With the exception of U.S. Solicitor General Ted Olson's appearance before the Supreme Court on Tuesday -- to argue against affirmative action in the University of Michigan cases -- few within the Republican Party seem to have much to say these days about racial reconciliation. It's a far cry from the way things were last December, when Sen. Trent Lott's (R-Miss.) nostalgia for the Old South transformed the once-mighty Republican leader into so much political roadkill. At the time, it was hardly surprising when Sen. Bill Frist (R-Tenn.) used his first major press event as Lott's replacement to talk about the state of race relations in America. The soft-spoken Tennessee doctor could have chosen to offer up mere platitudes about racial healing -- but he went one step further, saying:
For reasons we don't fully understand, but we've got to face and we've got to elevate, we know that African Americans today do not live as long. They don't have the same access, and the doctor-patient relationship in some way is colored by the medical training. And that's something I began to address a long time ago and will continue to address.
Frist's willingness to speak out about the racial divide in American health care briefly raised hopes that the new majority leader would make the issue a priority. But if Frist was serious about challenging health disparities between whites and minorities, it didn't take him long to realize that his president and his party had a higher priority: the continued demonization of affirmative action.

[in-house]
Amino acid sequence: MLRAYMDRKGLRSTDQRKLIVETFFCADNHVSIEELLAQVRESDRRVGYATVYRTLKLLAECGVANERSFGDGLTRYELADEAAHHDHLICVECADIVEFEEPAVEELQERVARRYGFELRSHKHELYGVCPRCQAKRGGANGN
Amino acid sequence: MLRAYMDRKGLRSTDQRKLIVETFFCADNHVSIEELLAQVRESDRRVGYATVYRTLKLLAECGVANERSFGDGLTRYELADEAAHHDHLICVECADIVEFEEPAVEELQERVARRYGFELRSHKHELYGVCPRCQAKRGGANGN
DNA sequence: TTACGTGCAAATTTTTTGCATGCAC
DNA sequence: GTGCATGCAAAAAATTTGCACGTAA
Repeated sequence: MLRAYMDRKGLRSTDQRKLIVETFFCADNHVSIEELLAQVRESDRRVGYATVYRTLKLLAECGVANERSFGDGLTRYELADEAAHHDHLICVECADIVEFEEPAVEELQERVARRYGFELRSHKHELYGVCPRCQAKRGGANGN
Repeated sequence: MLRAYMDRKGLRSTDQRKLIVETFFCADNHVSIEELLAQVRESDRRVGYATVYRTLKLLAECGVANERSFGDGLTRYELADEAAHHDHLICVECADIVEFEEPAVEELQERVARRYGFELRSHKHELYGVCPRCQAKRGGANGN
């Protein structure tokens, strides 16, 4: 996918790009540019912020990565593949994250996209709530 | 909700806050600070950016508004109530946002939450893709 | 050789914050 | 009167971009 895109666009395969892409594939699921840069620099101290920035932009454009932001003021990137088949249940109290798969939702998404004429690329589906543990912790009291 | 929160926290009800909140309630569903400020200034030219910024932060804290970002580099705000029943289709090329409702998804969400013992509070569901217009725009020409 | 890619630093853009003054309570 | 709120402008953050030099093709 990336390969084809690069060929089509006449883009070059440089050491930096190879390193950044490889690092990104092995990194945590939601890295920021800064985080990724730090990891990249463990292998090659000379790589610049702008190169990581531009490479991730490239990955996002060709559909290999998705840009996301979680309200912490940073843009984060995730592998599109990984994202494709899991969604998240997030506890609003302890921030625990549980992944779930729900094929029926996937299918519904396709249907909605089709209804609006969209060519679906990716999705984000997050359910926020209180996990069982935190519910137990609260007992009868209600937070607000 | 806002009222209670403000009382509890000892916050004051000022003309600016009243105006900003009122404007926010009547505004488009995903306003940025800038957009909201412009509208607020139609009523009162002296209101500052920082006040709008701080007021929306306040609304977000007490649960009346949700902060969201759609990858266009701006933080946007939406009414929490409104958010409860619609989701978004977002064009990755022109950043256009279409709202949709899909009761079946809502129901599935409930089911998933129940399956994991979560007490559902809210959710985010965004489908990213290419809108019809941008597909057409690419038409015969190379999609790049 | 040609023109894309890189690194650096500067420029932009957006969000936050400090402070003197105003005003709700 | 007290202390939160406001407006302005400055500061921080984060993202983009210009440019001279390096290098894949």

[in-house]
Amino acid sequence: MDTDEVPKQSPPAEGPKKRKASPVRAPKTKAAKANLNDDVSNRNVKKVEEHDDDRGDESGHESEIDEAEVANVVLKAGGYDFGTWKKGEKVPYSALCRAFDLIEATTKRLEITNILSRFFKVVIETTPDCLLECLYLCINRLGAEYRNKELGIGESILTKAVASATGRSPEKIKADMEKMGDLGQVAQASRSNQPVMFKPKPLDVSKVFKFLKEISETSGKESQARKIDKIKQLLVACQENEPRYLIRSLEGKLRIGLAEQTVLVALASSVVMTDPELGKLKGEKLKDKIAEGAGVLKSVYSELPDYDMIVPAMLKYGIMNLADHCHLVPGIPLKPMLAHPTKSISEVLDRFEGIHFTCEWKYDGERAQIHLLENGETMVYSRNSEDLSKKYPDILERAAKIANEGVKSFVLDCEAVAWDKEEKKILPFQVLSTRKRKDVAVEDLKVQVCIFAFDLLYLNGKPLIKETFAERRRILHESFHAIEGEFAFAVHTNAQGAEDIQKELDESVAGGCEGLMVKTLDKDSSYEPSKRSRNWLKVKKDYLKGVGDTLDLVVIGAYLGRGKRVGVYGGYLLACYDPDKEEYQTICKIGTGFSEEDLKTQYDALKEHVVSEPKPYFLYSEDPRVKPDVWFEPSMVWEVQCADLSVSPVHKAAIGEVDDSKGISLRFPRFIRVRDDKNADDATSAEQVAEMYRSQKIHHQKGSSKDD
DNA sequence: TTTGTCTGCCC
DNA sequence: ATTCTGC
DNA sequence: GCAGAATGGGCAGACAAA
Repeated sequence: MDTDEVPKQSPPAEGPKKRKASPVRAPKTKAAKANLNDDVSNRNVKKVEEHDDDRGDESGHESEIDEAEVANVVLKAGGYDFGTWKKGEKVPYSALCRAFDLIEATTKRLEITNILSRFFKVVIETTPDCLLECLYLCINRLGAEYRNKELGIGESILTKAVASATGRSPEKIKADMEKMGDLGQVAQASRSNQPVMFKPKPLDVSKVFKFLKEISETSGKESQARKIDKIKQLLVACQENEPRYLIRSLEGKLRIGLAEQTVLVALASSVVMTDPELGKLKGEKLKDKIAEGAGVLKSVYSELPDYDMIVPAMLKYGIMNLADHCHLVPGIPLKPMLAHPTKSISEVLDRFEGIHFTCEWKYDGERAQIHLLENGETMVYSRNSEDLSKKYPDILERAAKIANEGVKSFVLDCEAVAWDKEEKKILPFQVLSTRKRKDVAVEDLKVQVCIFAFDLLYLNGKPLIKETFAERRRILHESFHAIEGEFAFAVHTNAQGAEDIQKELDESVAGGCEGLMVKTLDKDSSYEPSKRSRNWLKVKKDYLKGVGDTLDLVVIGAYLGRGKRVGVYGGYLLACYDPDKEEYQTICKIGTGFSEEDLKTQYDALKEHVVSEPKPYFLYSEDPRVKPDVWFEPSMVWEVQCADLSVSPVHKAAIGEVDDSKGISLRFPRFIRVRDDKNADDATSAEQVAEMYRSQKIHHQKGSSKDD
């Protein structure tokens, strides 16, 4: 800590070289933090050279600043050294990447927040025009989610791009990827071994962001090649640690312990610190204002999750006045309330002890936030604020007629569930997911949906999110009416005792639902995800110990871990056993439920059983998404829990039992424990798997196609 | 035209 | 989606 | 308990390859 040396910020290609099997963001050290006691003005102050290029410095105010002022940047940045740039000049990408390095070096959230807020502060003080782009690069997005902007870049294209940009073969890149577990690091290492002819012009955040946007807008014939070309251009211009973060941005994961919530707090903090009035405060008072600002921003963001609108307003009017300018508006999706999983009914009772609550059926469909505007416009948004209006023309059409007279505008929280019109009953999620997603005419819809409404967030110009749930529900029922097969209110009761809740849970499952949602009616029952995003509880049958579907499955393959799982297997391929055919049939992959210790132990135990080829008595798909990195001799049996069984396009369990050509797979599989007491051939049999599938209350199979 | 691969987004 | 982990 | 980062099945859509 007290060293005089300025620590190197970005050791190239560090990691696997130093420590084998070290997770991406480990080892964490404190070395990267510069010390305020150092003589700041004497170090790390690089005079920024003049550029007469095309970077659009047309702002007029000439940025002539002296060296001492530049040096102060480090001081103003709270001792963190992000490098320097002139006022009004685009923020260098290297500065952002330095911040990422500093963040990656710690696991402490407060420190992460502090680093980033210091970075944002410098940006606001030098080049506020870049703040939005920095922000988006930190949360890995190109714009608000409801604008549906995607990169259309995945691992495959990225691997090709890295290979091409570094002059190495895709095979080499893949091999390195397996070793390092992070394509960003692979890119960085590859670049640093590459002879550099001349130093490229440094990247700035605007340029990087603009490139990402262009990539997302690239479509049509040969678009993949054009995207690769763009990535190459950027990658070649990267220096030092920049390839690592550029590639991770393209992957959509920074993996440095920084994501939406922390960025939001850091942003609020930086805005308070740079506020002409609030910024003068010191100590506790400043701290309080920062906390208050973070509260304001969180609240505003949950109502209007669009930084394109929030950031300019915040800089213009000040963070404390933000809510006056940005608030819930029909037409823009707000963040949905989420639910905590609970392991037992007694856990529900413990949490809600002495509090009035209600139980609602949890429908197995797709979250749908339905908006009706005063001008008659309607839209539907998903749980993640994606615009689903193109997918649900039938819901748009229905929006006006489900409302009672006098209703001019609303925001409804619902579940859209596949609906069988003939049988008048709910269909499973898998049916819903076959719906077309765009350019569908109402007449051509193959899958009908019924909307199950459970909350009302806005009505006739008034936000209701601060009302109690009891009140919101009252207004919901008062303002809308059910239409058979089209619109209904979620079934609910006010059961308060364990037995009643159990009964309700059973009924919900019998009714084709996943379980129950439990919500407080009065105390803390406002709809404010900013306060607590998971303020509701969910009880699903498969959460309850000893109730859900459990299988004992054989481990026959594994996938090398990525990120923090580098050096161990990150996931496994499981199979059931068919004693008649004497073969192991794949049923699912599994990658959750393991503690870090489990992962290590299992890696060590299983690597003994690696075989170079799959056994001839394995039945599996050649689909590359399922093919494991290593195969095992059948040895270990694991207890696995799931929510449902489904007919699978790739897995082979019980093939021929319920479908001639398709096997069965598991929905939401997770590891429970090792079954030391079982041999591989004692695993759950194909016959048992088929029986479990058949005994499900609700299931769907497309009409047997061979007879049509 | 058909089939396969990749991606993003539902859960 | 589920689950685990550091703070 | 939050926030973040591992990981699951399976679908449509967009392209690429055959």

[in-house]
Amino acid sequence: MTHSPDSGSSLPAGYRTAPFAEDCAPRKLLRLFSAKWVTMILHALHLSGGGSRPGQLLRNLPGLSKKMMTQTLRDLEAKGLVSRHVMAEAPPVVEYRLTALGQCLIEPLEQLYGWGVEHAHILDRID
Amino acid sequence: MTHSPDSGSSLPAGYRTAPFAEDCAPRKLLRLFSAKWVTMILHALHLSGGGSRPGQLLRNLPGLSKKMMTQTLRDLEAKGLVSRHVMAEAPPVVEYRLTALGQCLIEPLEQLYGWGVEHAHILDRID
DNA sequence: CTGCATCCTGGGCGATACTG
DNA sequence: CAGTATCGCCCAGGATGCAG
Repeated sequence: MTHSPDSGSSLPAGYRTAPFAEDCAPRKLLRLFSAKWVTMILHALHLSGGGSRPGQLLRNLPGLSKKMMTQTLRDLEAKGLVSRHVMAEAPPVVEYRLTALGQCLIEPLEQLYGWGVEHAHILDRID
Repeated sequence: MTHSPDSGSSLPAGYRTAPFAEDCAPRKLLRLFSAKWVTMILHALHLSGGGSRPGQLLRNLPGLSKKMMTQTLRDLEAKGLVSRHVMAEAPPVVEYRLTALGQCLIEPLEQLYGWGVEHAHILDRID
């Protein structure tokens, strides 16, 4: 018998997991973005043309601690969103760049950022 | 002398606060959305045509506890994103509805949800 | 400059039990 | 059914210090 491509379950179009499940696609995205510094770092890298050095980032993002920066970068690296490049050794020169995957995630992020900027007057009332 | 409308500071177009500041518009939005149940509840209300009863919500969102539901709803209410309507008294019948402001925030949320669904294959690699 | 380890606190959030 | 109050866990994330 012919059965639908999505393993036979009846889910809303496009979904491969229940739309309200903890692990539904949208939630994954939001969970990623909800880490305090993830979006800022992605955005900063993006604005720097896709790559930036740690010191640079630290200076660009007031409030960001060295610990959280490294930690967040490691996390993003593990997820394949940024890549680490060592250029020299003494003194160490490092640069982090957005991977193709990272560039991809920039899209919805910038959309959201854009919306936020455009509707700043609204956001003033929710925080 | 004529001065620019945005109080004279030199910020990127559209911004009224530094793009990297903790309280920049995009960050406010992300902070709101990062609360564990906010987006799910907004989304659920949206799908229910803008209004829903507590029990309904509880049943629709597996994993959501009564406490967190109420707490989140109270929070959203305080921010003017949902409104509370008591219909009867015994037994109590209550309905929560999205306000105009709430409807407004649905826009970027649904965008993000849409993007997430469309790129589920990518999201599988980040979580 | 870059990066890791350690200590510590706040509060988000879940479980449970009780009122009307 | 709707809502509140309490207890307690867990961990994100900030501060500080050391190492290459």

The relationship between minority health and affirmative action may not be obvious at first glance, but the two are inextricably linked. As Frist and others well understand, there's an amalgam of reasons why blacks suffer far higher rates of heart disease, cancer, stroke and infant mortality than whites. An obvious factor is the lack of adequate health-insurance coverage. But another is the chronic lack of black physicians.
One of the legacies of slavery and segregation is that black families still depend largely on black doctors for their medical care: Black physicians are nearly six times more likely to treat black patients than doctors who aren't black. In addition, black doctors have a history of being far more willing to practice in minority communities and to care for Medicaid recipients and the uninsured. Yet today only three out of every 100 doctors in the United States are black.